Americans Vote for Fuel Efficiency. Why Do They Buy Guzzlers?
With new fuel economy standards under consideration in Congress, James Surowiecki ponders why Americans continue to buy gas guzzlers when polls show that the majority would like to see the government mandate big increases in fuel efficiency. What does all of this have to do with professional hockey players wearing helmets? This was in last week’s New Yorker:
Americans may want to buy the biggest and most environmentally damaging vehicles available, but polls show that, given an option, some three-quarters of them vote for dramatic increases in fuel-economy standards-increases that may well force automakers to sell fewer (or at least smaller) S.U.V.s. We buy gas guzzlers but vote for gas sipping. This isn’t because people are ignorant about how higher fuel-economy standards would affect them personally; polls that explicitly lay out the potential trade-offs involved still find support for tougher standards. And it isn’t as if voters and car buyers belong to two different groups; one recent survey of pickup owners found that seventy per cent strongly favored tougher requirements. The curious fact is that many people buying three-ton Suburbans for that arduous two-mile trip to the supermarket also want Congress to pass laws making it harder to buy Suburbans at all.
What’s happening here?
Back in the nineteen-seventies, an economist named Thomas Schelling, who later won the Nobel Prize, noticed something peculiar about the N.H.L. At the time, players were allowed, but not required, to wear helmets, and most players chose to go helmet-less, despite the risk of severe head trauma. But when they were asked in secret ballots most players also said that the league should require them to wear helmets. The reason for this conflict, Schelling explained, was that not wearing a helmet conferred a slight advantage on the ice; crucially, it gave the player better peripheral vision, and it also made him look fearless. The players wanted to have their heads protected, but as individuals they couldn’t afford to jeopardize their effectiveness on the ice. Making helmets compulsory eliminated the dilemma: the players could protect their heads without suffering a competitive disadvantage. Without the rule, the players’ individually rational decisions added up to a collectively irrational result. With the rule, the outcome was closer to what players really wanted.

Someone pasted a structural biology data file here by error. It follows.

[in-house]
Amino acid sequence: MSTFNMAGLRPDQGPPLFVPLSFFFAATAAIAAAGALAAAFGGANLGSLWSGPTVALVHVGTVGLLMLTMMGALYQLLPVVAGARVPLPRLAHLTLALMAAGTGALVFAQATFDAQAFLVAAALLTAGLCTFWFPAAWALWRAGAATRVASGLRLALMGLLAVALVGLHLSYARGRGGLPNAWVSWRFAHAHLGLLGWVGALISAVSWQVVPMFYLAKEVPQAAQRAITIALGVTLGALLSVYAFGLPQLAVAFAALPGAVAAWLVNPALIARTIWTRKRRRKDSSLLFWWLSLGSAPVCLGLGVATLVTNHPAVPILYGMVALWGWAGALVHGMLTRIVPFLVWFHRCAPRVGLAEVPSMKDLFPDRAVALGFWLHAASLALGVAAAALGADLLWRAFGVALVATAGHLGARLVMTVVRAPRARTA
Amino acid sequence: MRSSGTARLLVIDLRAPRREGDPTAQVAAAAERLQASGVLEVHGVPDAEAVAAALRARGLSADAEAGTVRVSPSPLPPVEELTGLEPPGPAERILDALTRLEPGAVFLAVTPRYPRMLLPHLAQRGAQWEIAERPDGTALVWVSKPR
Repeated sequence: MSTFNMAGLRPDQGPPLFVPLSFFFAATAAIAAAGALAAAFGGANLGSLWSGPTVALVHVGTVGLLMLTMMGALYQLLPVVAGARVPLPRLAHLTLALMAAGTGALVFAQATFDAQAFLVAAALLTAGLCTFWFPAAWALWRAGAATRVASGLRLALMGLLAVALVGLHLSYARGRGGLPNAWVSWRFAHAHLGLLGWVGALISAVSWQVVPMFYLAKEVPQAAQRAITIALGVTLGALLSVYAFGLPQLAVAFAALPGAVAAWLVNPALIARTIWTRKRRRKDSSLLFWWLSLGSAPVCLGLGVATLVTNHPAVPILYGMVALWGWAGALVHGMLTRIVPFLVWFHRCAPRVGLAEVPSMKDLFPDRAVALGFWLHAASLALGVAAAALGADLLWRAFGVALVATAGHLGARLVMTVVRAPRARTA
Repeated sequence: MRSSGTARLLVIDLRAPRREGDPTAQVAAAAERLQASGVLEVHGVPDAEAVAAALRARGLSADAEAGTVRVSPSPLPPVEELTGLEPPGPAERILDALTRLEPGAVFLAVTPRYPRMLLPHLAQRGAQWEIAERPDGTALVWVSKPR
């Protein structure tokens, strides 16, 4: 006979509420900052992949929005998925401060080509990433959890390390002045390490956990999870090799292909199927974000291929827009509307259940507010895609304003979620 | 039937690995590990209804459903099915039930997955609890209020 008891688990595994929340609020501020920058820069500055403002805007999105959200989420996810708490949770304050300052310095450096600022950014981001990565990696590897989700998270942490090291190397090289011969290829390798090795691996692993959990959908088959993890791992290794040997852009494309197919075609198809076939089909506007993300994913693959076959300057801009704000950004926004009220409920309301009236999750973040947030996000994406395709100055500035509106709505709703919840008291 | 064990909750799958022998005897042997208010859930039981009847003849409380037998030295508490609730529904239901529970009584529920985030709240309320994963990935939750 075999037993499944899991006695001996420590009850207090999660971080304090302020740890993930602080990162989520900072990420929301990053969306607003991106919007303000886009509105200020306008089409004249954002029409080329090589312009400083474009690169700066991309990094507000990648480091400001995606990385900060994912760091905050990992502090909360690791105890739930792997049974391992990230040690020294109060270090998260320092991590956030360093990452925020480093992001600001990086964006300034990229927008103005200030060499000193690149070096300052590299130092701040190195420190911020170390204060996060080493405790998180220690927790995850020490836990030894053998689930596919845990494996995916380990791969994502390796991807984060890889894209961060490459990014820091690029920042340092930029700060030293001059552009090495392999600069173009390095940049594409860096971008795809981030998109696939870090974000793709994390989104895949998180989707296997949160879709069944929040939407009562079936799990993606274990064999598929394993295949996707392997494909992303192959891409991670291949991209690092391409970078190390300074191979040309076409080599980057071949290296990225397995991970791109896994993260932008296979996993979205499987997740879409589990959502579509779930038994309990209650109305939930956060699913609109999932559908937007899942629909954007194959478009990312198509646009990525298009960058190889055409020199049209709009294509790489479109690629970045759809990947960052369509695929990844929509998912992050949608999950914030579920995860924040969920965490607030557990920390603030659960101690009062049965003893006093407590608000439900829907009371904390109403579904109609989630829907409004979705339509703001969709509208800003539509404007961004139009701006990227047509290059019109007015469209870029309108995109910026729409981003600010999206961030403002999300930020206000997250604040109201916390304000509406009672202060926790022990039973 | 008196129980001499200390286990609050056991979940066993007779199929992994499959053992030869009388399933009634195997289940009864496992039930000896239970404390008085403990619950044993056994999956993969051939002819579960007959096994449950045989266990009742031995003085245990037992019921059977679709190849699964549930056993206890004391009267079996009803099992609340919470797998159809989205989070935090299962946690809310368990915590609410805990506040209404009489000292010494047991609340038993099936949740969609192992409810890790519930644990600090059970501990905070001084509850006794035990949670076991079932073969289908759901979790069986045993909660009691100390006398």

The same phenomenon is, to some extent, at work in the fuel-economy debate. People believe that bigger and heavier cars are safer in a crash (forgetting that, often, bigger cars are also more likely to crash). And people like the fact that driving a higher-horsepower car makes you look better at the stoplight. So our desires as individuals to protect ourselves and to outclass our neighbors encourage us to buy bigger and bigger vehicles with more and more horsepower. And the market doesn’t create counter-incentives that would push us in a responsible direction, since someone who drives a Hummer doesn’t suffer the effects of pollution and global warming any more than someone driving a Prius does, and isn’t charged more for the extra environmental damage.